This article examines the use of rhythmic music in support of people managing co-occuring drug abuse and mental health conditions, and is based on the authors 15 years’ experience as a group counsellor working in this field. Expressive therapies are gaining increasing traction as respected intervention techniques for this client group, as the limits of ‘talk-based’ approaches are exposed. This is particularly true for engaging people in treatment who find discussions confronting or who are uncomfortable with language, including many individuals from minority cultures. Rhythmic music, using hand drums and percussion, is one of the simplest forms of music to introduce into a therapeutic setting and is particularly suited to group therapy. Recent neurological research has showcased the positive impact of rhythmic music for people who have experienced trauma, improving emotional regulation and reducing stress and anxiety associated with relapse. Additionally, experiential therapies such as drumming offer an important balance in residential treatment settings where people may be attending several therapy sessions per day; the result of which can be mental exhaustion. Physical therapies such as drumming can help re-energise clients in these situations, as well as those on sedative medications.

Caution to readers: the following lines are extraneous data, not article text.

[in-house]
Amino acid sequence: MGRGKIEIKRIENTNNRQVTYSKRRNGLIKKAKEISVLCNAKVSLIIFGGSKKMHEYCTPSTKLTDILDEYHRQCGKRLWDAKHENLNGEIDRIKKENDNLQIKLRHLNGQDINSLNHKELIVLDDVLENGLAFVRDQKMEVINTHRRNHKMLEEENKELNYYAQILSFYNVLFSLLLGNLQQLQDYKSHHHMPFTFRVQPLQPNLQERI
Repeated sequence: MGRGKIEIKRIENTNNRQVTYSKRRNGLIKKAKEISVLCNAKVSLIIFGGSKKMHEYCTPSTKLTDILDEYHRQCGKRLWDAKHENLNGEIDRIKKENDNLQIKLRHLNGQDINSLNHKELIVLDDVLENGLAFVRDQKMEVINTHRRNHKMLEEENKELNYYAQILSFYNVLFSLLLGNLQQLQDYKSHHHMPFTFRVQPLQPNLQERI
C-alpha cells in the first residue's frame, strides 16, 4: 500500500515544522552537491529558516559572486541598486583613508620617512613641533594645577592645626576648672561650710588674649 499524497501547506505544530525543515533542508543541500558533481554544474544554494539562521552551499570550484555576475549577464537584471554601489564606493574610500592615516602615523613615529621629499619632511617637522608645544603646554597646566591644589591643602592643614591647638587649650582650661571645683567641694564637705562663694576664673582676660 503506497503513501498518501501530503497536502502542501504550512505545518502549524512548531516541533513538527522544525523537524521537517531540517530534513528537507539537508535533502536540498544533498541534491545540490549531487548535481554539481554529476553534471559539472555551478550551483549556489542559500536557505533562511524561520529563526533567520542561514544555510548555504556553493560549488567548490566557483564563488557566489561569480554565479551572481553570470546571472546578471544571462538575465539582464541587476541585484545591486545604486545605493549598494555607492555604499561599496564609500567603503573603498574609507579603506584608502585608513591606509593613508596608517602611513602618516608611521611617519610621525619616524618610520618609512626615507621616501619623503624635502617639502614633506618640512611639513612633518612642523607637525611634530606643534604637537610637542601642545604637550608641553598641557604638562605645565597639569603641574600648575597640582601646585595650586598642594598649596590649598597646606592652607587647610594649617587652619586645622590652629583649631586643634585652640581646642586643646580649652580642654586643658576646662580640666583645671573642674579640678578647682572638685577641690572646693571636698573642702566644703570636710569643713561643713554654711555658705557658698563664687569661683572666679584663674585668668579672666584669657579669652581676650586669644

Many services resist the introduction of music into their treatment programs due to a perceived lack of expertise or lack of confidence. This article argues that music is too important as a therapeutic healing tool to be left solely to the musical expert, and that many musical exercises, particularly those with a psycho-educational focus that utilise simple rhythmic hand drumming, can be utilised by therapists, with very little musical training, in a fun, empowering and effective way.
Simon C. Faulkner
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